Netflix’s The Trial of the Chicago 7 revisits one of the most notorious American trials of the 20th Century, as retold by The Social Network and The West Wing’s Aaron Sorkin. Featuring a stellar ensemble cast, we said “Aaron Sorkin has produced a thoughtful meditation on a truly nightmarish event, a Kafka-esque distortion of due process” in our Trial of the Chicago 7 review.
But while the drama chronicles the lives of the defendants during their legal battle, Sorkin’s film doesn’t engage in the traditional “where are they now/what happened to them after” sort of coda we’ve come to expect from such “based on a true story” films. There are only passing mentions of the fates of some of the people portrayed in the film.
So with that in mind, and to satiate the curiosity of those who have just finished watching the film, let’s dive into what happened to the leading characters depicted in The Trial of the Chicago 7.
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Abbie Hoffman (played by Sacha Baron Cohen)
Hoffman remained an activist for the rest of his life, authoring Steal This Book, which he dubbed “a handbook for living free, stealing and making violent revolution.” Heeding the book’s title, enough people stole the book that many stores stopped carrying it. Hoffman was arrested in 1973 for intent to sell and distribute cocaine. He claimed he was entrapped by an undercover officer and went on the run for several years, during which time he abandoned his family and even had plastic surgery to alter his appearance. Hoffman eventually served four months of a one-year prison sentence. He later returned to activism and made a cameo as a protestor in Oliver Stone’s 1989 film Born on the Fourth of July. Hoffman, who had been diagnosed with bipolar disorder, died at age 52 in April 1989 from what was officially ruled a suicide by phenobarbital overdose. Hoffman’s suicide has many doubters, including fellow Chicago 7 member David Dellinger, as Hoffman would regularly lecture on how the CIA disguised their assassinations as suicides.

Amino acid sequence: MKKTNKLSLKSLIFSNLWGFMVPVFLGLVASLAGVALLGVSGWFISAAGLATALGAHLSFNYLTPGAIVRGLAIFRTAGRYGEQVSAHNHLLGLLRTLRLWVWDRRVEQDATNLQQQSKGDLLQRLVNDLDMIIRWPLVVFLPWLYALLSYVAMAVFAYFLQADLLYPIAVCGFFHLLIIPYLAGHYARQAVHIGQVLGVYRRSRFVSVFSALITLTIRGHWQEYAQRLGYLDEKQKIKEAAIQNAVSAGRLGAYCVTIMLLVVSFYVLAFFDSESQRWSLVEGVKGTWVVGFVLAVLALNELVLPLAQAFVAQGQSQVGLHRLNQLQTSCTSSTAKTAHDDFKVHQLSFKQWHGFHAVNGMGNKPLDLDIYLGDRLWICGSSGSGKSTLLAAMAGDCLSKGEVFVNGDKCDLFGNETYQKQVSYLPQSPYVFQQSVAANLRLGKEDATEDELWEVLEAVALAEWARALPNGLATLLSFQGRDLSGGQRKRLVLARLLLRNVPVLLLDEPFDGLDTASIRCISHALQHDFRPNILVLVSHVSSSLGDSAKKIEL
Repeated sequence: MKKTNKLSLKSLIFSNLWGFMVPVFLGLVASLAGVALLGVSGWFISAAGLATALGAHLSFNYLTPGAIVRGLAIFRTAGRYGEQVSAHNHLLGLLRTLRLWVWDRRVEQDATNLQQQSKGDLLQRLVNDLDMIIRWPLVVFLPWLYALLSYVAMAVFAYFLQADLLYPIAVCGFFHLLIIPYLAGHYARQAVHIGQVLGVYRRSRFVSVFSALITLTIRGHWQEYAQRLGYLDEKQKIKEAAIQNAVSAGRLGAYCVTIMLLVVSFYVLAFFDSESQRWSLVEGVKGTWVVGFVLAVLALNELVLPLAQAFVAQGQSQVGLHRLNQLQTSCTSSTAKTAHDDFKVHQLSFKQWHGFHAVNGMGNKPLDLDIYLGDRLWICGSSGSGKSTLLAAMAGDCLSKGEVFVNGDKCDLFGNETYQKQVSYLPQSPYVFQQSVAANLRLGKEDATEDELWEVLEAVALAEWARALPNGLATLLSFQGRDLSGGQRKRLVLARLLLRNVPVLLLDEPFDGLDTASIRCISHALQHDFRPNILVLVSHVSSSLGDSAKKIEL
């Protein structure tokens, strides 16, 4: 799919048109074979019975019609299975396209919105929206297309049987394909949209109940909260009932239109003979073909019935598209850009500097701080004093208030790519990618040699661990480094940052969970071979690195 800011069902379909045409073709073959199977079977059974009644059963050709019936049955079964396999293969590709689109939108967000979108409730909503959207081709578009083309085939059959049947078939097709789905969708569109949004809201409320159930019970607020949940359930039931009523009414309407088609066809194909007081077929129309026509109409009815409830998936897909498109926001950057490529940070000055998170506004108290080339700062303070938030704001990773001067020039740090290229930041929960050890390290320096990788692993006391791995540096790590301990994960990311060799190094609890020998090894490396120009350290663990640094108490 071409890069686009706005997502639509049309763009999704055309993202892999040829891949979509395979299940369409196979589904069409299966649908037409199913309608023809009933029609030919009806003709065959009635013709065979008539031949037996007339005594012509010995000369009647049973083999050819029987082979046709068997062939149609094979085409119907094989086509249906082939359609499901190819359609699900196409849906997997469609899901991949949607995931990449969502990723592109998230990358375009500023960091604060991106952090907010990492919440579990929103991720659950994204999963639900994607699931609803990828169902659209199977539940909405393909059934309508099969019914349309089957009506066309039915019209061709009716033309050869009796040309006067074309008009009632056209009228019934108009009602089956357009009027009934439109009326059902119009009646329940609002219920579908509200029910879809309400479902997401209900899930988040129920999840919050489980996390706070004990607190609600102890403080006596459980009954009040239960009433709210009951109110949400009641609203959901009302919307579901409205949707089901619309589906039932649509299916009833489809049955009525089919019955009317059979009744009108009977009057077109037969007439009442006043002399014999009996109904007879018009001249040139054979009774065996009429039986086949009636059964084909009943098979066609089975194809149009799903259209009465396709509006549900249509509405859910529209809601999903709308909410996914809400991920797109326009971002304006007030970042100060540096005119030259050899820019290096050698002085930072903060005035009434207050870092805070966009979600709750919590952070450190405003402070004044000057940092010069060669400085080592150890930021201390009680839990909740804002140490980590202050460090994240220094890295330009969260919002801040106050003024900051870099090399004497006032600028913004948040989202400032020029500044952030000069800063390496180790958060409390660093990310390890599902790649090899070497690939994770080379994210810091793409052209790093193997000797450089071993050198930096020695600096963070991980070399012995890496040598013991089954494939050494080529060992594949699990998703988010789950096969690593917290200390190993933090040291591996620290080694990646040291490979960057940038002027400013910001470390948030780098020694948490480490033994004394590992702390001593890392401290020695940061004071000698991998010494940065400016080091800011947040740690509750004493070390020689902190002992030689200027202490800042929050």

Jerry Rubin (played by Jeremy Strong)
After leaving political activism, Rubin became a multimillionaire businessman and even invested in Apple Computer in its early days. Rubin and Hoffman debated each other on a tour touted as “Yippie versus Yuppie,” with Rubin advocating for wealth creation and social consciousness in business. He was also critical of the excesses of the counterculture movement. Rubin died in November 1994 after being struck by a car while jaywalking in Westwood, California.
Bobby Seale (played by Yahya Abdul-Mateen II)
A co-founder of the Black Panther Party, Seale is now 83 years old. Following the Chicago 7 trial, law enforcement was interested in Seale for the murders of two fellow Panthers, but only ever brought charges in one case; they were later dropped. Seale ran for mayor of Oakland, California in 1973 but lost in a run-off. He left the Black Panther party in 1974. Seale has remained a social justice advocate, authored several books, including an autobiography and a cookbook, has worked with youth initiatives, and also appeared in an ad for Ben & Jerry’s ice cream.
Rennie Davis (played by Alex Sharp)
Davis, now 79, became a venture capitalist and runs Foundation for a New Humanity. In the 1970s he joined Divine Light Mission as a disciple of Guru Maharaj Ji. and has lectured on meditation and self-awareness.
David Dellinger (played by John Carroll Lynch)
Dellinger continued to be a political activist and dedicated pacifist, joining protests including a sit-in at the 1996 Democratic Convention in Chicago where he was arrested along with Abbie Hoffman’s son Andrew. He died at age 88 in May 2004 after suffering from Alzheimer’s disease.
Tom Hayden (played by Eddie Redmayne)
Hayden founded the Indochina Peace Campaign, which aimed, in part, to gain amnesty for those who evaded the Vietnam War draft. A Democrat politician and prolific author, Hayden served in the California State Assembly from 1982 to 1992 and the State Senate from 1992 to 2000. He was married to fellow activist actress Jane Fonda for 17 years, during which time he fathered actor Troy Garity (best known for his roles in the Barbershop sequels and Ballers). Hayden died in October 2016 at age 76.
John Froines (played by Daniel Flaherty)
After his acquittal, Froines, now 81, worked in public health. He was the director of UCLA’s Occupational Health Center, served as a director in the Occupational Safety and Health Administration, and was the chair of the California Scientific Review Panel on Toxic Air Contaminants for decades. Froines retired from the UCLA School of Public Health in 2011.
Lee Weiner (played by Noah Robbins)
Following his acquittal, Weiner earned his Ph.D. in sociology and worked in fundraising for non-profits and members of Congress. His autobiography, Conspiracy to Riot: The Life and Times of One of the Chicago 7, was published in August 2020. Weiner, 81, lives in Florida.
Judge Julius Hoffman (played by Frank Langella)
Richard Schultz (played by Joseph Gordon-Levitt)
William Kunstler (played by Mark Rylance)
The radical lawyer and activist died in 1995 at age 76. Following his defense of the Chicago 7, Kunstler defended members of the American Indian Movement who took part in the Wounded Knee Occupation, an inmate who was charged with killing a guard during the Attica prison riot, the Black Liberation Army’s Assata Shakur, “the Blind Sheikh” Omar Abdel-Rahman, and even organized crime figures like mob boss John Gotti. Kunstler also portrayed singer Jim Morrison’s defense attorney in Oliver Stone’s 1991 film The Doors.
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Source: IGN.com The Chicago 7: Where Are They Now?